19:13 GMT +320 January 2020
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    Residents in the path of a deadly wildfire that raged across California last week complained that they were not given a notice by authorities to evacuate the area.

    Californian residents threatened by a wildfire that broke out last weekend have complained that they received no notification from authorities that the blaze was closing in on their communities, and that they should evacuate to safety.

    The 'Valley Fire,' one of the most destructive to ravage California in recent years, broke out on September 12 and has caused carnage across more than 73,000 acres of Lake, Napa and Sonoma Counties in the north of the state. 

    Official figures updated on Friday by Calfire, the California Department of Forestry and Fire Protection, stated that so far the fire has destroyed 585 homes and hundreds of other structures, and that more than 7,000 residential and 145 commercial structures remain threatened by the fire.

    According to reports, two people died in the fire after refusing orders to evacuate, and two others died in a separate fire in Lake Country after rejecting warnings from friends and family to flee for safety, though it is unknown whether they received an official notice to evacuate. 

    Some of the residents who managed to leave their homes and reach safety complained on Friday that they did not receive evacuation notices, which they expected to reach them via a recorded telephone message, or an official with a loudspeaker traveling through the area, calling for people to leave.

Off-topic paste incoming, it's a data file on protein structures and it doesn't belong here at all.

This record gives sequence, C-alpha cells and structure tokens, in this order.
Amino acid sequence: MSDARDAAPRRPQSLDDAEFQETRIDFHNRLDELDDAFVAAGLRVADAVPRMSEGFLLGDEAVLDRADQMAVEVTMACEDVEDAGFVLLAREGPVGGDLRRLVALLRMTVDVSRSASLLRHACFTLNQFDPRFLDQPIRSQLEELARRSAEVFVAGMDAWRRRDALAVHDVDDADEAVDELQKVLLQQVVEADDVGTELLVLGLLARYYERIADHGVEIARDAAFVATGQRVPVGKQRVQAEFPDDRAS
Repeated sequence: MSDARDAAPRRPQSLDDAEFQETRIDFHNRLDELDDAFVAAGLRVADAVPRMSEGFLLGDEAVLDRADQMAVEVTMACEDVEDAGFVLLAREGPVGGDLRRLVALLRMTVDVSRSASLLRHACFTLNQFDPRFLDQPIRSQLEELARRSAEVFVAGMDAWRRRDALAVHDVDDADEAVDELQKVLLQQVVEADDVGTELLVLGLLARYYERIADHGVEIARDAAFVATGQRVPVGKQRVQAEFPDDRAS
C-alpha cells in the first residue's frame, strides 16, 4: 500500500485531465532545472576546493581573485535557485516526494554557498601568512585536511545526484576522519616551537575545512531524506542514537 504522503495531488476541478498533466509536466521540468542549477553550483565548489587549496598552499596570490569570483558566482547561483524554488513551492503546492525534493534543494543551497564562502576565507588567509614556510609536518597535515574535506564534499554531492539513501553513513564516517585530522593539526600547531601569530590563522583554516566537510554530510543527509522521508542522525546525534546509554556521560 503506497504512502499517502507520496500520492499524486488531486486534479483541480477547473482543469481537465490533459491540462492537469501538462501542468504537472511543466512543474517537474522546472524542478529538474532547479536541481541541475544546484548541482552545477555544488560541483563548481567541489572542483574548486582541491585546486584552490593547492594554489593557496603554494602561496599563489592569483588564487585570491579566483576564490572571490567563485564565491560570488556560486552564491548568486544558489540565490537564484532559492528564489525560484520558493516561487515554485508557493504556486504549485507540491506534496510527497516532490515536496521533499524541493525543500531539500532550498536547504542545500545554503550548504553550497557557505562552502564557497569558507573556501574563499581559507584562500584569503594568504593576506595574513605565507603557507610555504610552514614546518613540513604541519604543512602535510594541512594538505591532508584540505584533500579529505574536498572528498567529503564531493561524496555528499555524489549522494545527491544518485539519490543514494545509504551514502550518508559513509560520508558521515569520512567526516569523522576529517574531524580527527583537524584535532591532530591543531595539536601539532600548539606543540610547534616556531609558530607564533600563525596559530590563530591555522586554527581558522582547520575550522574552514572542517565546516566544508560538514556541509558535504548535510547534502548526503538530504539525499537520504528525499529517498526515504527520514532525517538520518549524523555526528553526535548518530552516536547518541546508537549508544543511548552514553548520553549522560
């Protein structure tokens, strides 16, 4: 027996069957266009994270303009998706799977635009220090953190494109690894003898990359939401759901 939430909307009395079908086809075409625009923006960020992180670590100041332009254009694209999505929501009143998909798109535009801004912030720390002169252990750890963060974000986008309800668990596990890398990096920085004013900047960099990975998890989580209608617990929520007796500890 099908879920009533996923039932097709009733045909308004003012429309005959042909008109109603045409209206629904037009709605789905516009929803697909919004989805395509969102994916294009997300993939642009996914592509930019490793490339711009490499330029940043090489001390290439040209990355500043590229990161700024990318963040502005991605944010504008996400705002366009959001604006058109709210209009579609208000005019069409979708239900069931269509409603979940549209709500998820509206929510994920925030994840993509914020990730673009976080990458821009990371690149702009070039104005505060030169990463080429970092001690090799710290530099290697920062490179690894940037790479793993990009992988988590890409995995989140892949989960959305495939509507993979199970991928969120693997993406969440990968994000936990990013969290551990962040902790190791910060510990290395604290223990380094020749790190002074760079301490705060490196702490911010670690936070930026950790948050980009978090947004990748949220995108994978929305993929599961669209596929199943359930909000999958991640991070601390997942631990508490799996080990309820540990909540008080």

"None of that happened," said one resident of Lake County, where the fire originated around 1:30pm on Saturday. Earlier this week Calfire stated that evacuation assistance was requested on Saturday at 1:50 pm, but did not say which communities were given the order, or when.

    In response to the complaints, a spokesperson for Calfire said that the authorities relied on residents themselves to recognize the danger.

    "You may get that notice, or you may not, depending on how fast that fire is moving. If you can see the fire, you need to be going,” recommended Lynnette Round, of the fire service.

    According to the fire service, about 15,400 people are currently under evacuation as a result of the blaze, one of a series of fires this year to strike the state, which is currently suffering its worst drought in over a century. 


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    evacuation, fire, wildfires, United States, California
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